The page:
He hasn't faced the slings and arrows that are raining down on Sidney Crosby and Rick Nash, but with Boston looking to close out the Canadiens tonight in Montreal, David Krejci's scoring struggles are now front and center for the Bruins.
The veteran pivot has always been an under-the-radar player -- effective, but not quite a star...except in the playoffs. While everybody else seems to struggle with the intense checking and immense external pressure, Krejci has built a reputation for being the rare player who ramps up his game when it matters most. He's led the playoffs in scoring during two of the past three seasons. The other year? He was knocked for a loop by a falling pane of plexiglass in Game 1 of Boston's first-round series against Washington in 2012. He never quite recovered and neither did the Bruins, who were knocked out in seven by the Capitals.
Much was expected of Krejci this spring with Boston primed for another Stanley Cup run, but he hasn't delivered. With just three assists through 10 games, he's nowhere to be found on the leader board for his own team, let alone the league.
So what's going on?
Part of the problem is the playing style of Boston's opposition. Both Detroit and Montreal prefer skating and possession to the ground war for which Krejci and his linemates, Milan Lucic and Jarome Iginla, are best suited.
Maybe we shouldn't be surprised. Krejci's struggles this year are reminiscent of his 2011 series against the Habs when he potted just one goal in seven games. After that series, he went on a tear against the Flyers, Lighting and Canucks, teams that willingly joined the Bruins in the trenches.
The Canadiens' quicker pace worked against his line (which included Nathan Horton) in 2011, forcing it to spend too much time chasing the play. We're seeing that again this year: Krejci ranks 18th out of 19 Bruins in terms of possession time as measured by Corsi For at five-on-five with just 46.8 percent. Compare that to the team average of 54.2 percent and you can see who's bringing down the curve.
But possession time doesn't have to be the deciding factor here. After all, Krejci's Corsi came in at just 47.2 percent during the 2013 playoffs, which he led with 26 points in 22 games.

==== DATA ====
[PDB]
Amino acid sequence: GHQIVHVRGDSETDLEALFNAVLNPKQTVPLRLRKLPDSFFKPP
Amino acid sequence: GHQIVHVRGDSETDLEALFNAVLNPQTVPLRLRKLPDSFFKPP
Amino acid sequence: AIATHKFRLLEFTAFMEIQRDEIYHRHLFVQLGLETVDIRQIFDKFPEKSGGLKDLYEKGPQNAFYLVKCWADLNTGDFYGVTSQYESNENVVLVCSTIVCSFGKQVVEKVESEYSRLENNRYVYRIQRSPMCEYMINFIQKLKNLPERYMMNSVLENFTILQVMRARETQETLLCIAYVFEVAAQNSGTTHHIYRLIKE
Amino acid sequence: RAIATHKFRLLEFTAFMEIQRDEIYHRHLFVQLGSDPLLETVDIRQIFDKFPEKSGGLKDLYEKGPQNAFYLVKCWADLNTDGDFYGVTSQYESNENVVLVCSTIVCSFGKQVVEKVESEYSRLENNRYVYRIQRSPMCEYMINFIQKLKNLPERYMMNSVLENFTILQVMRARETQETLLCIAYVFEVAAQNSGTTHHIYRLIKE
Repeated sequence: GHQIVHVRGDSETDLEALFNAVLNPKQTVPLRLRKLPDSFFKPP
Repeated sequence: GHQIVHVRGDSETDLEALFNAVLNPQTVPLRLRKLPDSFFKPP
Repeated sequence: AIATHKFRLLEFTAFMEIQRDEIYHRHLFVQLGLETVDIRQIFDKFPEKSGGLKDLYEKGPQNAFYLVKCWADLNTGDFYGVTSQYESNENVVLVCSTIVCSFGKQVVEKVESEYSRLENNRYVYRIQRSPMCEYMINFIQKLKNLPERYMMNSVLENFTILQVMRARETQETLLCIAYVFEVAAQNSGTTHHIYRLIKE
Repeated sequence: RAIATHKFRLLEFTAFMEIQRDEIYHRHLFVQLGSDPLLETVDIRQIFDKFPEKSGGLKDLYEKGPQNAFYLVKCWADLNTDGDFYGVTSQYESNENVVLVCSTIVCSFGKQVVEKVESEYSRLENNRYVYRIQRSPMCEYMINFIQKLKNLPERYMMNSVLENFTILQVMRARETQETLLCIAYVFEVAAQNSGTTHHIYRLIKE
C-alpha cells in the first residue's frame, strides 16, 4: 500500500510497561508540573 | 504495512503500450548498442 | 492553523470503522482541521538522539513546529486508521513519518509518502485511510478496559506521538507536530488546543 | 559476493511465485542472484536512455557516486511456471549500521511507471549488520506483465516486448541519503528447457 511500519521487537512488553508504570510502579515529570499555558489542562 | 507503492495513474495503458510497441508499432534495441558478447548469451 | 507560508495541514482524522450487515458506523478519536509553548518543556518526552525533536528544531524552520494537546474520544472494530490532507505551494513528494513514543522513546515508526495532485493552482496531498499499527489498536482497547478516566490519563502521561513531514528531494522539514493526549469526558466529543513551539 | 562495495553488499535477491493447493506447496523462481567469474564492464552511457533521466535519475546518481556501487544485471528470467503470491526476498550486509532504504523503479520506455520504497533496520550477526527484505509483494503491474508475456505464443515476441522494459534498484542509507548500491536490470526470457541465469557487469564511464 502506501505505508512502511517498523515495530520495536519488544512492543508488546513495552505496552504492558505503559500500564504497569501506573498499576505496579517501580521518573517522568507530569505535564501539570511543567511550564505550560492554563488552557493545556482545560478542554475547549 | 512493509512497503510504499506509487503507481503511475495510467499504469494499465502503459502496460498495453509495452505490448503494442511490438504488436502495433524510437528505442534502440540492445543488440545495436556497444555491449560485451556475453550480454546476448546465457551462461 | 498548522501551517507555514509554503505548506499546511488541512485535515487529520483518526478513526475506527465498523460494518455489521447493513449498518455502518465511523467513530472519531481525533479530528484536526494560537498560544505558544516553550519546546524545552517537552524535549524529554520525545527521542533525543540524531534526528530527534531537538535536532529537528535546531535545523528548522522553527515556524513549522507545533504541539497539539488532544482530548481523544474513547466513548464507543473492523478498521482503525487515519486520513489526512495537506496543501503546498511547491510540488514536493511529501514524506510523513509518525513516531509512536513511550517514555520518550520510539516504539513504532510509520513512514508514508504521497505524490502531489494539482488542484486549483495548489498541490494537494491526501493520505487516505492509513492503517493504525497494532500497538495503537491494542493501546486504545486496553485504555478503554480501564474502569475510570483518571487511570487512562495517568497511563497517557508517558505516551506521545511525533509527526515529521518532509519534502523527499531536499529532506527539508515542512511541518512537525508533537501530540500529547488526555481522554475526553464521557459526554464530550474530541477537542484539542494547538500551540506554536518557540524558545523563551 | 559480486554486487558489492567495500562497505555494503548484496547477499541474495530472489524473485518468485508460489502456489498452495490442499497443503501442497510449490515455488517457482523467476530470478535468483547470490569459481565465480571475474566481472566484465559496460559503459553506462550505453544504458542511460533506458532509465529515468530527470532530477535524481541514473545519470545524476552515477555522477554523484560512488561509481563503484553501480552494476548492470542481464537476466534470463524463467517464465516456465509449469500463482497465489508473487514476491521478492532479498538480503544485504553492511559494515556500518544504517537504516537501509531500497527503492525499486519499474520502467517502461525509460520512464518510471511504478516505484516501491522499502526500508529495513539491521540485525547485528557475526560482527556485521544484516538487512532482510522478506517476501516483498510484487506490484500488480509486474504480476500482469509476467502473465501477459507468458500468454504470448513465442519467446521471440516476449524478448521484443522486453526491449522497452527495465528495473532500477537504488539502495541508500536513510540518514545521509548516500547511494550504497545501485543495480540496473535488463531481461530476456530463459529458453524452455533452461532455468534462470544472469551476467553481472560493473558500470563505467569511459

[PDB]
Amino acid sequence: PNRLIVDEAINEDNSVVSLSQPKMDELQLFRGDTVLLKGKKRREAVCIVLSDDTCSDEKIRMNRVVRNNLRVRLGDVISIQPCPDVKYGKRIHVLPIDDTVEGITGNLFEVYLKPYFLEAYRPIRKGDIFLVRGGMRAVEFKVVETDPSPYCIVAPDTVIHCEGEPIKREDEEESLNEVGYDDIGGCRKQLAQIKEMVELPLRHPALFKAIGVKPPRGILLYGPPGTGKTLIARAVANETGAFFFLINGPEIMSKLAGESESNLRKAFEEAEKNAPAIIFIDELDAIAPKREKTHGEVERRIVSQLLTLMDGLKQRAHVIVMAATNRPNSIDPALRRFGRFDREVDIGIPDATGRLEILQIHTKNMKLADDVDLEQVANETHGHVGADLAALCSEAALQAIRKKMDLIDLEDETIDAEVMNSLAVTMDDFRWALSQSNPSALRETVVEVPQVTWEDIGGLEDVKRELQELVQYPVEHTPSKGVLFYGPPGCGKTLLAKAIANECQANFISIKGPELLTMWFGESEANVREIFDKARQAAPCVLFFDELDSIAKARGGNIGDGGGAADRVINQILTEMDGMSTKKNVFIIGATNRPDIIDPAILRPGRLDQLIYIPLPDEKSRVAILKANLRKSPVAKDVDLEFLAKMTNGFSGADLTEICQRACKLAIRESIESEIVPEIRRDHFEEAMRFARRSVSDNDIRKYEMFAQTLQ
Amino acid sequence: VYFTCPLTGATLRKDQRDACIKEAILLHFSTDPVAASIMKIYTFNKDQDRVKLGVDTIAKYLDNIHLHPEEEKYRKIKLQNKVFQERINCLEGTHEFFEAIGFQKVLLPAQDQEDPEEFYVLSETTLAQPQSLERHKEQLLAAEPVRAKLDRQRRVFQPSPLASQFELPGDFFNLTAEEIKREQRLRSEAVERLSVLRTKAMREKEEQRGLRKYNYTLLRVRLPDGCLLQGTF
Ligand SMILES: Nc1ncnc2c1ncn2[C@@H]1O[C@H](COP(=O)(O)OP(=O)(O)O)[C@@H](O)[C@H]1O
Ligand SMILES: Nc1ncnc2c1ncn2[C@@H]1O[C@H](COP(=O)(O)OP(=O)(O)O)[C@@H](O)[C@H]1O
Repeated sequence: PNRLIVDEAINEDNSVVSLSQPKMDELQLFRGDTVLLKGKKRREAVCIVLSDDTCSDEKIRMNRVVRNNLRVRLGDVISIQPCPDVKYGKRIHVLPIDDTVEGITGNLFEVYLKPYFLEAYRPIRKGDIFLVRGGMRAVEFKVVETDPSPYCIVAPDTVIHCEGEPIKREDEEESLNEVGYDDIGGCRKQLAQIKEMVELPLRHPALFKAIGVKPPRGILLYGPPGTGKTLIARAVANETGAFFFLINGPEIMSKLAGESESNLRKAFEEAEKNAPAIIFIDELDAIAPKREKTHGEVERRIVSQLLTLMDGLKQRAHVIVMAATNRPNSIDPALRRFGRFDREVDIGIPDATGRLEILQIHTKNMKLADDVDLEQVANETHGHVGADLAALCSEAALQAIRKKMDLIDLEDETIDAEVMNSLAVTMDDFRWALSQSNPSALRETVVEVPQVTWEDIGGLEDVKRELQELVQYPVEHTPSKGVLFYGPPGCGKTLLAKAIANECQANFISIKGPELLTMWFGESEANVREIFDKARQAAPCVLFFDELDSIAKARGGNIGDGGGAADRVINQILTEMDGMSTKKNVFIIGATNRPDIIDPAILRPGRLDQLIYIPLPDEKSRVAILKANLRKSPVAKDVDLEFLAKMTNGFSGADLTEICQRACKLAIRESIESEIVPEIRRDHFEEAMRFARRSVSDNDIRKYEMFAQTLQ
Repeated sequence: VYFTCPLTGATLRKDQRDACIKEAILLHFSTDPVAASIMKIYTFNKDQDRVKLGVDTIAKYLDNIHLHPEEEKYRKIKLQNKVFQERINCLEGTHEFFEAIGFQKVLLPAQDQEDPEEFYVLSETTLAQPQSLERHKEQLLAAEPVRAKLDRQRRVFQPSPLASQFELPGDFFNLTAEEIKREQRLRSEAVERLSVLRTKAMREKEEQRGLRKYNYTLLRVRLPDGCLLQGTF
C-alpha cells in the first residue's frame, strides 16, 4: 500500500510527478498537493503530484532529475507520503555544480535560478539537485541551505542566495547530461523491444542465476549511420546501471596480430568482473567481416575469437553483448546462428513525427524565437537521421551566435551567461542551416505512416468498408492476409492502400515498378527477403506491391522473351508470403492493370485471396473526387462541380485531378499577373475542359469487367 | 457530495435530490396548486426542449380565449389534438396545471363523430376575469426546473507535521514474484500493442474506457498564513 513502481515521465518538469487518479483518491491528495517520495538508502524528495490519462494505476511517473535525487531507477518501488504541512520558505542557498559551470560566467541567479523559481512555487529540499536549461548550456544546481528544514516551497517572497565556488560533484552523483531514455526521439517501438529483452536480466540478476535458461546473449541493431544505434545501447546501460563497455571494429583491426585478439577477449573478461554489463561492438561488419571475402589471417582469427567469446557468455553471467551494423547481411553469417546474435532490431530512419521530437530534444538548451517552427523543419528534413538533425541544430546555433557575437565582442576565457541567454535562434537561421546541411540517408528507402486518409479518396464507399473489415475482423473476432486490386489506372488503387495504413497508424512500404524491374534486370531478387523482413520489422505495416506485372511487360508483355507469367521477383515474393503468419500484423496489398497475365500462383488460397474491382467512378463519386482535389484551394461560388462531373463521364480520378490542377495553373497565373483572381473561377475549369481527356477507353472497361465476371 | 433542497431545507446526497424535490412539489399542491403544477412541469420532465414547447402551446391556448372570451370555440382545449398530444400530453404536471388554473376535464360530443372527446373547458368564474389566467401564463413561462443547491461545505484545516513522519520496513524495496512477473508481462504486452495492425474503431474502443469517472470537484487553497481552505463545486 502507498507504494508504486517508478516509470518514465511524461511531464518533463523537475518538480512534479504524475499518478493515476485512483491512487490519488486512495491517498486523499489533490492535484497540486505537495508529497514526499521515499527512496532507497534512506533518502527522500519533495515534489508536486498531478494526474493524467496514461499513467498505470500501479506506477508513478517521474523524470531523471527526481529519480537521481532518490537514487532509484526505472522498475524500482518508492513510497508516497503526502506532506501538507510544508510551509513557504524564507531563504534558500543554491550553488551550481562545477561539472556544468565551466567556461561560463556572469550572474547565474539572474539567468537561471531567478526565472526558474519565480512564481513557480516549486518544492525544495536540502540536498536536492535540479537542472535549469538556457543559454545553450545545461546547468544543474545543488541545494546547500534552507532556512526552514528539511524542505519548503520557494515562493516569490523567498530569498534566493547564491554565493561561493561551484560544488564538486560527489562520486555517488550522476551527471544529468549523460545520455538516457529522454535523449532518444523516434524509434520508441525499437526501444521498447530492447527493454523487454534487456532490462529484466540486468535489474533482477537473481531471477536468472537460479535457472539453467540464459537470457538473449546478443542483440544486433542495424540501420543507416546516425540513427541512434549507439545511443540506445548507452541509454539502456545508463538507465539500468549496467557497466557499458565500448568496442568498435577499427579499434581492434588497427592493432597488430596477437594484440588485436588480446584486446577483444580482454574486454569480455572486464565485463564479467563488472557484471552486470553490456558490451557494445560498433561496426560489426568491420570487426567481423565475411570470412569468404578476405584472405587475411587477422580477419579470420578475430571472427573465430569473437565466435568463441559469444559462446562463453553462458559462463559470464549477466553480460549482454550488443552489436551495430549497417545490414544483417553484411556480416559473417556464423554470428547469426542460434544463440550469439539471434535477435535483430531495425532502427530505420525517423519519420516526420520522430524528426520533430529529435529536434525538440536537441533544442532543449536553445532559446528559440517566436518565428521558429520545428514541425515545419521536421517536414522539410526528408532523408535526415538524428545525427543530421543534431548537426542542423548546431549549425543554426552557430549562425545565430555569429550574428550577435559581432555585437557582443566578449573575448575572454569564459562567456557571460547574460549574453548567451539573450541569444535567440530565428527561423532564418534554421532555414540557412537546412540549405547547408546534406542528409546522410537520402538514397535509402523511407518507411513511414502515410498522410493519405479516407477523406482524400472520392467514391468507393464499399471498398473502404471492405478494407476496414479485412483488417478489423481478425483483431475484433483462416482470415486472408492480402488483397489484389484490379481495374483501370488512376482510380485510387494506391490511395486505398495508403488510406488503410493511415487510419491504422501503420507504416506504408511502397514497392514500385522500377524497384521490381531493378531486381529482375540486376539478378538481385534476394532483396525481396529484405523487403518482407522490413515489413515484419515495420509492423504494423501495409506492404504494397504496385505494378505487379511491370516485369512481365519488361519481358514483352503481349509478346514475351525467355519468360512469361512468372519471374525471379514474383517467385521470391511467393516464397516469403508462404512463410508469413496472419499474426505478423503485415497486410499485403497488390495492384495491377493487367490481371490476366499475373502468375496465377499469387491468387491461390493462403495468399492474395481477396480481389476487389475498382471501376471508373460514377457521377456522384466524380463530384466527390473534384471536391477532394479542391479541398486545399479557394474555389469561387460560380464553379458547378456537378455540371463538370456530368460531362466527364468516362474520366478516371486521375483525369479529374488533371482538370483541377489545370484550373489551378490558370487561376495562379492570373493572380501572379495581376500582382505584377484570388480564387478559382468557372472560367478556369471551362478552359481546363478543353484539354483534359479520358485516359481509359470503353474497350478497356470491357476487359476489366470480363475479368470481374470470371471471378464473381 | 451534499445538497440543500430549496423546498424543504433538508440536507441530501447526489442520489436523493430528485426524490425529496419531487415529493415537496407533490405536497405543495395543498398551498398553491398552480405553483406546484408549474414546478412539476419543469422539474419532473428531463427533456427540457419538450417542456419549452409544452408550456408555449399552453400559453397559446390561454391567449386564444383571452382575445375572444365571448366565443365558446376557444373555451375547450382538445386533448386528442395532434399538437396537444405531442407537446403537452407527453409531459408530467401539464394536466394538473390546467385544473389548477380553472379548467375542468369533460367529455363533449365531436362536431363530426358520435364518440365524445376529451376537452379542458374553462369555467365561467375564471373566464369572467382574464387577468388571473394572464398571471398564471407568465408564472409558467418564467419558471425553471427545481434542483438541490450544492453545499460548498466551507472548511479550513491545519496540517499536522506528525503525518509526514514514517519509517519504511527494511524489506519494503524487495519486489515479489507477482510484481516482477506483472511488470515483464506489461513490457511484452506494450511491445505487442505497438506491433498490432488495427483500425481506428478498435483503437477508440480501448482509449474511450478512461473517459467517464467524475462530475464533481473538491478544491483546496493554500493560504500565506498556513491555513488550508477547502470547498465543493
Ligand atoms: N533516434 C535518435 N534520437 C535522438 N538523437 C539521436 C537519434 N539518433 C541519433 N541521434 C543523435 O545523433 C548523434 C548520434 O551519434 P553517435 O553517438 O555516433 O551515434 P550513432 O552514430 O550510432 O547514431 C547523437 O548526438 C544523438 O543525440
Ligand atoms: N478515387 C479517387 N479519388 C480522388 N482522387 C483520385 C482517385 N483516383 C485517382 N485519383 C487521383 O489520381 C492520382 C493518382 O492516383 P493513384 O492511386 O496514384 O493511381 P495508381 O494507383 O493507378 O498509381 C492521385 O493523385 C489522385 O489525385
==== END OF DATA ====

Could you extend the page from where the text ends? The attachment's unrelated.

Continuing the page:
There's more that he can do to change his luck in this series, and one scout suggested where Krejci should start: "He needs to shoot the stinkin' puck."
Krejci, he says, isn't just a victim of the high expectations he's created or his line's leaden feet. He's simply become too predictable in this postseason.
"Everybody knows he's looking pass first, second and third," the scout told SI.com. "He can get a little pretty [with his playmaking] sometimes. He's most effective when he's mixing it up. [He needs to] look for the shot and take it. He has Lucic and Iginla who can crash the net and cash in on rebounds. Throw some meat in the crease and let 'em chase it."
There might be something to that theory. Krejci averaged nearly 2.5 shots per game last spring. This year, he's down to two and has been held to a single shot in six of his 10 playoff games. And you know what Michael Scott says about shots not taken.
For his part, Krejci thinks the points are just around the corner.
"I believe my time is about to come and I’m going to be big for my team," he told the Boston media after this morning's skate. "I owe it to these guys so I’m going to do everything I can to start tonight."
Krejci promised before this round that his line would be a handful for the Habs. Time for him to deliver.
If the Bruins can get by the Canadiens--and that remains a big if--they could be in for a big boost in the Conference Final. Top-two defenseman Dennis Seidenberg took part in light contact drills after this morning's practice, just 18 weeks after he had surgery to repair his ACL and MCL and could be available for the next round.
The recovery was supposed to be six-eight months, putting him out for the season, but an early return has been rumored for the past couple of weeks. Both Andrei Meszaros and Matt Bartkowski have struggled to fill a spot on Boston's blue line. Seidenberg, even at less than 100 percent, brings elements of toughness and reliability that would tighten up an already dangerous back end.